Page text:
• If you are knitting a garment that requires negative ease (the finished measurements are smaller than your actual body measurements) make sure that you are achieving a fabric that is loose enough to stretch. If you are substituting yarns, you may be able to "get gauge" with a different weight of yarn but if the fabric is dense or tight you'll end up with a coat of armor that won't fit well because of the lack of stretch. 
 
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Swatching in the Round

Because the sleeves of my cardigan are knit in the round, I also want to swatch in the round and make sure that they turn out the circumference that I plan. Without casting on again, and just using my flat swatch and same needle, I begin "working in the round". Because I don't want to knit more than I have to for this swatch, and knowing that I have to knit every round, I carry my yarn behind my work so that I am starting my row at the same end every time without ever turning my work. I end up with something that looks like this:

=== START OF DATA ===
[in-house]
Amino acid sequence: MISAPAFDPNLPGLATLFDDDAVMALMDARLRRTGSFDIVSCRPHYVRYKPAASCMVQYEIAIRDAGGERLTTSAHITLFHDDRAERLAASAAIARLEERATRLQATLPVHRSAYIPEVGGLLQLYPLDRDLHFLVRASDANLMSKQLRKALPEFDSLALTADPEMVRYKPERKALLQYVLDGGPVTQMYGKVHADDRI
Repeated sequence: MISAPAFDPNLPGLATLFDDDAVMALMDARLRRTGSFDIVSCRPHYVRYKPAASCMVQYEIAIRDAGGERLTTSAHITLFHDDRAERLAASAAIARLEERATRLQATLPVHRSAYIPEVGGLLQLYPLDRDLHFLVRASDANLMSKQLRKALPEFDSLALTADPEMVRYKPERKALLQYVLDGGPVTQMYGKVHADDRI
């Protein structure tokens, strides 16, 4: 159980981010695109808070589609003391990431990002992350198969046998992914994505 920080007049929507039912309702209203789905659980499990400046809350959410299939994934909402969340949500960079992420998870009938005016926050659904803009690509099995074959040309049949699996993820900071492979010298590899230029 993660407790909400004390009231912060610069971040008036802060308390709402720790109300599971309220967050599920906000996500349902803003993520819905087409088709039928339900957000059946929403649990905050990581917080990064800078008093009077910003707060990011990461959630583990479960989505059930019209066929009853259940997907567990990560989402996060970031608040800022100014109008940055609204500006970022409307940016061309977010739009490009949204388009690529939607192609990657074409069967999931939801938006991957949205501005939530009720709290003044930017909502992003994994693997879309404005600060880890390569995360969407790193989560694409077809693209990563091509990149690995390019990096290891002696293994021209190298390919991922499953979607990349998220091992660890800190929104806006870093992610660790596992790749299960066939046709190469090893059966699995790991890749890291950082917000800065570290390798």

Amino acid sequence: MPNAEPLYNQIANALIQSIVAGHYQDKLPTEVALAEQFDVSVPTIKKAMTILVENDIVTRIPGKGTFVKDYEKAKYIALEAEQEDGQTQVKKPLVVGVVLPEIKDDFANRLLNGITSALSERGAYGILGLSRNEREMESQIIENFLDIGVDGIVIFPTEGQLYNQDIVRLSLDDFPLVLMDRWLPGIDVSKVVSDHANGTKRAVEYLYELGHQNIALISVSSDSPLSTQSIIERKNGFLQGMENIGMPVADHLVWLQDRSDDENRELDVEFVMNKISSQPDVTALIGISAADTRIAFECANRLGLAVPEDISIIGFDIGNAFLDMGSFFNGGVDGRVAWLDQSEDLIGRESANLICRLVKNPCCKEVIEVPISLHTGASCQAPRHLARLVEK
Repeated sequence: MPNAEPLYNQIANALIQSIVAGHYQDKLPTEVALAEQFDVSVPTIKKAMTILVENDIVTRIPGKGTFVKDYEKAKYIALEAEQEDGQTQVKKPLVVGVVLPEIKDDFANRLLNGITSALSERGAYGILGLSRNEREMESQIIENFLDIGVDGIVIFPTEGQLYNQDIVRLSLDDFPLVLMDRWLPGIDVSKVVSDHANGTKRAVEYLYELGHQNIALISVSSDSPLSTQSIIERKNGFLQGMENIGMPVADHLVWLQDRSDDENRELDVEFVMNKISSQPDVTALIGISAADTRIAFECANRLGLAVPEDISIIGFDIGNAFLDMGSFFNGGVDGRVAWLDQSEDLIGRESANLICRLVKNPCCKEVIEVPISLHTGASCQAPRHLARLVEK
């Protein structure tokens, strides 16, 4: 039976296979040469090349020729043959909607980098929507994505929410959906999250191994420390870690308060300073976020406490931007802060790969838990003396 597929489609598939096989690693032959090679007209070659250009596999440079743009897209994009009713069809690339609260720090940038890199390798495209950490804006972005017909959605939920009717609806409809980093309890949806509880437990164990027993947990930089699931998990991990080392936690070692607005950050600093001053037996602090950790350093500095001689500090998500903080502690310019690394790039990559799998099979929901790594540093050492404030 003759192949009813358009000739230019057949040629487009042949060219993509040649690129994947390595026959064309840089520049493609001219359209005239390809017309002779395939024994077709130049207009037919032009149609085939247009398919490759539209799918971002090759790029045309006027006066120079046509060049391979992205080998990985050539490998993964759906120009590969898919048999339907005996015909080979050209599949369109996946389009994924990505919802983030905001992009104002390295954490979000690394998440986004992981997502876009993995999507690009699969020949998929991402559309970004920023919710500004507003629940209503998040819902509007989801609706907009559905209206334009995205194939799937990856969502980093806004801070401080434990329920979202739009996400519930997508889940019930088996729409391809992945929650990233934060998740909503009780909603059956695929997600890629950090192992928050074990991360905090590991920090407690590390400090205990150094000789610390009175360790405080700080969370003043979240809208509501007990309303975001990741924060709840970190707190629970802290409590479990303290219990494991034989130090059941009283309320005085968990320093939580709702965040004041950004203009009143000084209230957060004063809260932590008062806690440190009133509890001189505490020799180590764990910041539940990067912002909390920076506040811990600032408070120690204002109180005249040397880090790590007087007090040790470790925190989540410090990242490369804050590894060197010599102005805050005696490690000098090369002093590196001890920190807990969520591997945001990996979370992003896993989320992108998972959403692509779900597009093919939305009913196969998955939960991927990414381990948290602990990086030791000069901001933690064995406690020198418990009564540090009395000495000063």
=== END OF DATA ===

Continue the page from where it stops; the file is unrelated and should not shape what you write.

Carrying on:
Here's a little trick I use...

I find it difficult to get even loops across the back of my knitting because I work on circular needles. When I swatch in the round my loops get tighter and tighter pulling the swatch in on the wrong side, this is fine if you want to cut the loops when you're done to properly measure your swatch but since I often unravel my swatches I started placing something behind my work to keep the loops consistent...



{ A sleeve from my cardigan is just the right bulk and width and it worked beautifully }


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The Results

{ Flat : 9 stitches = 4 inches}

{ In the Round : 10 stitches = 4 inches } 

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Why It's Important

Now in my case (working the body flat and the sleeves in the round) a fluctuation in gauge isn't that big of a deal (if you're just knitting for fun and not designing that is), because the worst that can happen is I swatch flat, get perfect gauge resulting in a body that fits exactly as it should with sleeves that are a little tighter than they should be. But take for example my Oatmeal Pullover design. This sweater is super fitted and knit entirely in the round, imagine if you swatched flat and got the same results as I did above (an entire stitch off over 4 inches)...